Samsung announces final conclusions regarding the Galaxy Note 7 battery issues


Samsung today finally announced the definitive conclusions of its investigation into the battery failures that led to the double-recall of the Galaxy Note 7 smartphone. In order to reach a final conclusion, Samsung conducted thorough tests itself, in addition to commissioning three independent industry groups to look at the issue.

Samsung says that, for the past several months, it investigated all aspects of the Galaxy Note 7, including hardware, software, assembly processes, and so on. About 700 Samsung engineers tested no less than 200,000 Note 7 devices and 30,000 batteries, being able to replicate the incidents that consumers reported last year - overheating batteries and "thermal failures."
According to Samsung, the Galaxy Note 7 itself (including its design, hardware, and software) did not contribute to the failure of batteries. Thus, this was a battery-only issue.

The Note 7 was released with batteries manufactured by either Samsung SDI (Manufacturer A in the slideshow below), or a Hong Kong based company called Amperex Technology (Manufacturer B). As recently assumed, Samsung found that both types of batteries were prone to failure.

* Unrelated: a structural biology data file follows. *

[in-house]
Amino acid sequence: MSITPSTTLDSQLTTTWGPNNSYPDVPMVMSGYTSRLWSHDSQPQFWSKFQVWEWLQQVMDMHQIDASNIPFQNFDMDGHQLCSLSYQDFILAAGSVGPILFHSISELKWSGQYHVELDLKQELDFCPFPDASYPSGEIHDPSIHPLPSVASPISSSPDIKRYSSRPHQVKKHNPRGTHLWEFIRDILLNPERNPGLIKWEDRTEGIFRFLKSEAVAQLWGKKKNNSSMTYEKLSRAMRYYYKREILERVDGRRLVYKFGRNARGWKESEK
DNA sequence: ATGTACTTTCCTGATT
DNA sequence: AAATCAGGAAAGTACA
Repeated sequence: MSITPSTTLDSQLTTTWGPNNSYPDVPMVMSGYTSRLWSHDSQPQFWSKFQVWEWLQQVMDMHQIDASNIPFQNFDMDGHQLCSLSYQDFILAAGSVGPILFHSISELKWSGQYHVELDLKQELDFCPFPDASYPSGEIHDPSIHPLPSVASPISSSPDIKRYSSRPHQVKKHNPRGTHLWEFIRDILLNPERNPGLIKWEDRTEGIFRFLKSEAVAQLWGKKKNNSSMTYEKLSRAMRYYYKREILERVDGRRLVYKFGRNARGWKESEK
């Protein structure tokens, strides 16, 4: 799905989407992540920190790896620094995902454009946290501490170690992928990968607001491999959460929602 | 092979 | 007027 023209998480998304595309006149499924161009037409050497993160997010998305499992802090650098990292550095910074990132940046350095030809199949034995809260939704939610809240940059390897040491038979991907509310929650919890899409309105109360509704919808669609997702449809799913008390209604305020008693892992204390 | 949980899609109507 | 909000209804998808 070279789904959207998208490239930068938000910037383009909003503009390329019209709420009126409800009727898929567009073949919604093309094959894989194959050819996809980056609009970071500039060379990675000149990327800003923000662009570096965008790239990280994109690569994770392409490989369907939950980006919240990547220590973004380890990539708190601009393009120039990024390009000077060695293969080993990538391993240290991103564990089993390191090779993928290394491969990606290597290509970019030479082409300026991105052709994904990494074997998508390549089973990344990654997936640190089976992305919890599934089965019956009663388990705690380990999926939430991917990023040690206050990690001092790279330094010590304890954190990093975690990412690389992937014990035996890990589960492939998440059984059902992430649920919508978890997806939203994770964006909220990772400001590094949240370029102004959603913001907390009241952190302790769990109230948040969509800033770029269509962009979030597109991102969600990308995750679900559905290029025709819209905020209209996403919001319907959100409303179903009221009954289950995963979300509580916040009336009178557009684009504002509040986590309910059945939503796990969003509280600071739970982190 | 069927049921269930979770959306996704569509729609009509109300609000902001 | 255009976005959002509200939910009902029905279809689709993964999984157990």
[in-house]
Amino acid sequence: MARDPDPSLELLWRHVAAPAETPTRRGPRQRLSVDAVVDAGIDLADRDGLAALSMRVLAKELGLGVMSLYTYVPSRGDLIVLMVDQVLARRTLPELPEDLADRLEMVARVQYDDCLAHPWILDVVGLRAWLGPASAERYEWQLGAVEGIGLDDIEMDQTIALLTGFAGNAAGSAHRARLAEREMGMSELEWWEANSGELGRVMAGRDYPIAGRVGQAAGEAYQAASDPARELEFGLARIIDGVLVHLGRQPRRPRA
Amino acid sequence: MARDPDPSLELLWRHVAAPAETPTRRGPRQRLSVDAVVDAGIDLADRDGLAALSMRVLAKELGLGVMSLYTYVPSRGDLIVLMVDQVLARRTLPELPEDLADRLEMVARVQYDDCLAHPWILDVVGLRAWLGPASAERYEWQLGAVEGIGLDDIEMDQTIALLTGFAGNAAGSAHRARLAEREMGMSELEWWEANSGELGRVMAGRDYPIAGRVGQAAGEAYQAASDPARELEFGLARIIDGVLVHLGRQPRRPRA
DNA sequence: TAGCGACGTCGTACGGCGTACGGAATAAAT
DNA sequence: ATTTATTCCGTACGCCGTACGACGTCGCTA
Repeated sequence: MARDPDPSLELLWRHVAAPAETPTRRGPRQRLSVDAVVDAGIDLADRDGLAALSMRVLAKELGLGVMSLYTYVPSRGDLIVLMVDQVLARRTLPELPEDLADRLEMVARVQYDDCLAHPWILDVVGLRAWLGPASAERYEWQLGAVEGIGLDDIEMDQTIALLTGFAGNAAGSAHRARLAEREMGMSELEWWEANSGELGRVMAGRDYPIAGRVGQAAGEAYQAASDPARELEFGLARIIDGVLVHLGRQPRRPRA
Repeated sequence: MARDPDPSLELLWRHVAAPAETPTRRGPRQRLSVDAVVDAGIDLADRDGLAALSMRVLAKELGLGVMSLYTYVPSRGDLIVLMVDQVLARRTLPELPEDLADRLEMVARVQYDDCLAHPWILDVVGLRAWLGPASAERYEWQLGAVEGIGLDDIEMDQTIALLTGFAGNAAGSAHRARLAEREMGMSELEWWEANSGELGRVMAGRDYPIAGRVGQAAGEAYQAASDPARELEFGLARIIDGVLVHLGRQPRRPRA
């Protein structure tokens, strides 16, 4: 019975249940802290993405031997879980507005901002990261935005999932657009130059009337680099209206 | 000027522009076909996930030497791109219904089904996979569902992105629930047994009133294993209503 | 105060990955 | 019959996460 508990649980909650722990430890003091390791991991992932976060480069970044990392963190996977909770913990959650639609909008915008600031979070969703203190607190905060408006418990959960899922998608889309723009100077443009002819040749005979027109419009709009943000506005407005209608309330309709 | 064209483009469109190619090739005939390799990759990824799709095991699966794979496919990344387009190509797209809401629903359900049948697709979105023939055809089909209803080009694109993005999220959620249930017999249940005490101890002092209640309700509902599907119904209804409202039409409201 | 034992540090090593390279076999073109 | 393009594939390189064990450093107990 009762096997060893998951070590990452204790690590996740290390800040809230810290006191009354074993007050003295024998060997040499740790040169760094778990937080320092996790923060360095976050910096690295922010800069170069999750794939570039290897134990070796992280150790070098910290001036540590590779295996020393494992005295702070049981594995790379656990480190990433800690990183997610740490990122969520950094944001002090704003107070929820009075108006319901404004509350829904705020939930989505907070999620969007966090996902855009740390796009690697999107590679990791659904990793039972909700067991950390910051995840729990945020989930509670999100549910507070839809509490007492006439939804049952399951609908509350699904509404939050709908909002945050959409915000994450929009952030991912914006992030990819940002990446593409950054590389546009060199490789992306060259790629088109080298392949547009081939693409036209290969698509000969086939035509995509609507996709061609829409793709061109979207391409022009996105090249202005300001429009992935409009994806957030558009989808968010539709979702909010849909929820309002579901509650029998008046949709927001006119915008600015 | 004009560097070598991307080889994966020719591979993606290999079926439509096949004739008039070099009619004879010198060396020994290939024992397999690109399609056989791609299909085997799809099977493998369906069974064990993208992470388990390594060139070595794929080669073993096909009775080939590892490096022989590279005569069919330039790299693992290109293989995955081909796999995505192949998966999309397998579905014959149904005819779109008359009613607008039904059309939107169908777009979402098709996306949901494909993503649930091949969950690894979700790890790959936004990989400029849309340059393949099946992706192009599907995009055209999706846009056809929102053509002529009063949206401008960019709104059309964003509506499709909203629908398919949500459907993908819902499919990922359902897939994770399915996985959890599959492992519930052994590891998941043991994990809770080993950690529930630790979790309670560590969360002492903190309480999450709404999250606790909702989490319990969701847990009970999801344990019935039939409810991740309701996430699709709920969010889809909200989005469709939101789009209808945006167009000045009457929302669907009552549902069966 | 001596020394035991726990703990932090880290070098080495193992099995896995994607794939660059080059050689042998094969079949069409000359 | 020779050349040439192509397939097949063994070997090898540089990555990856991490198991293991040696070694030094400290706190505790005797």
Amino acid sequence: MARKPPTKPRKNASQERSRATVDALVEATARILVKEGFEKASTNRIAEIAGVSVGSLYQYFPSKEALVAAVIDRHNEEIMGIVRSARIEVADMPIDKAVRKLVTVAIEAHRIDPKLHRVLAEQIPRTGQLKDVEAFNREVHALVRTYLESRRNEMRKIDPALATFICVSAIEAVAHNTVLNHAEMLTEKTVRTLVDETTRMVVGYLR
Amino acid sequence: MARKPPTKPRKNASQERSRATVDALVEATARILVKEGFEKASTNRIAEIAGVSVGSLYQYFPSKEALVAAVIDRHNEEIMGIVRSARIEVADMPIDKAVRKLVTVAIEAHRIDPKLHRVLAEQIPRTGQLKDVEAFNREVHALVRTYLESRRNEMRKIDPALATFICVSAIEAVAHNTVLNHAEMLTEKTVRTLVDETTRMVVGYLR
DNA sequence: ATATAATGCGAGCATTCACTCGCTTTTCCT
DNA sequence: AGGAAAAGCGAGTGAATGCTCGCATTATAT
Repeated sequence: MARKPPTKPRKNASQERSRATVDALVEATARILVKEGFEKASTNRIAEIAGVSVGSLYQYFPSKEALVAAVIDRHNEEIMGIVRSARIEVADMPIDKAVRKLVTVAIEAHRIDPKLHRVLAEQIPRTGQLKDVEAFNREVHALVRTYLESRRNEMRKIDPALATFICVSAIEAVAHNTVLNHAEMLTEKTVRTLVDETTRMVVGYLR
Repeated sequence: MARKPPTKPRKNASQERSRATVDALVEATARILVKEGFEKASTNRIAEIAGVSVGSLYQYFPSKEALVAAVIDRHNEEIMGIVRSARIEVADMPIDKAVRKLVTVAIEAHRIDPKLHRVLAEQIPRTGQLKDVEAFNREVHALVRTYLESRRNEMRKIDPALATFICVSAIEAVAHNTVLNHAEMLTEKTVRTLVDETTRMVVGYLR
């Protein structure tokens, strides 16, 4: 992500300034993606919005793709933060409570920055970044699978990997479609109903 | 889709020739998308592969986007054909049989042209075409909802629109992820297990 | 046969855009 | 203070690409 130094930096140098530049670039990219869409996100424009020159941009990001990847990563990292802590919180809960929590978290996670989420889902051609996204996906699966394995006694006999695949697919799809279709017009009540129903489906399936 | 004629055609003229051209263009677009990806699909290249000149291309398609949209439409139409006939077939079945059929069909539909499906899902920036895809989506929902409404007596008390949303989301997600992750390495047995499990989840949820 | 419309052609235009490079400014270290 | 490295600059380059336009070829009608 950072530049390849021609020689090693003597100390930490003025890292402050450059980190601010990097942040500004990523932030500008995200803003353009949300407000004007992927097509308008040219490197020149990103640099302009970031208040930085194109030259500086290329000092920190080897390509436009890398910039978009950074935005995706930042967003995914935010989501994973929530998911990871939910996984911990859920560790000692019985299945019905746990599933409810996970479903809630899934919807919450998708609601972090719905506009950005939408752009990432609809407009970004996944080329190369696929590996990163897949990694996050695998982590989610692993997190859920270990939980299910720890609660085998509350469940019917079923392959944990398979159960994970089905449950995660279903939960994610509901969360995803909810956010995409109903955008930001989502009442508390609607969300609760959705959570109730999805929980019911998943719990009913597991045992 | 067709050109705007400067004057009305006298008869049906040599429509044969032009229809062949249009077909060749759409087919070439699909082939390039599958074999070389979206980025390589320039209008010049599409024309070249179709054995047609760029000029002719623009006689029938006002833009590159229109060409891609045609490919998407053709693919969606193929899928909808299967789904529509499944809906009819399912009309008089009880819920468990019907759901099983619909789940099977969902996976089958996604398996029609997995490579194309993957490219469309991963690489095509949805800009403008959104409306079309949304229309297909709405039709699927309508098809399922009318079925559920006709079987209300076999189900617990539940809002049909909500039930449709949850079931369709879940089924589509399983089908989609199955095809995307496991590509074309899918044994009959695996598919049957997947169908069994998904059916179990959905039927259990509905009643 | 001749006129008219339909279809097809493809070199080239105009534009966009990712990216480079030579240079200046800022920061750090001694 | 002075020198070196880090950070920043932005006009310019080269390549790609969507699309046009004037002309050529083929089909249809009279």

We're not going to get too technical about this, but both Note 7 batteries could overheat and catch fire due to a combination of manufacturing and design flaws. In particular, Samsung SDI-made batteries could have failed and short-circuited due to deformations at the upper corners, and thin internal separators, while the problem with Amperex-made batteries lied in missing (or misalignment of) insulation tape and (again) thin internal separators. If you visit the first source link below, you'll find three PDFs at the end of Samsung's press release - you can check out technical details there.

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Samsung re-confirmed that, to date, 96% of "about 3 million" Galaxy Note 7 units sold and activated around the world have been recalled

In order to enhance the security of its future products, Samsung has taken proper measures, including protocols like "multi-layer safety measures" and an "8-Point Battery Safety Check." You can find out more about that in the video embedded below. Samsung also said that it "formed a Battery Advisory Group of external advisers, academic and research experts to ensure it maintains a clear and objective perspective on battery safety and innovation." Well, we do hope that all smartphones, made by Samsung or any other company, will be safe to use from now on.

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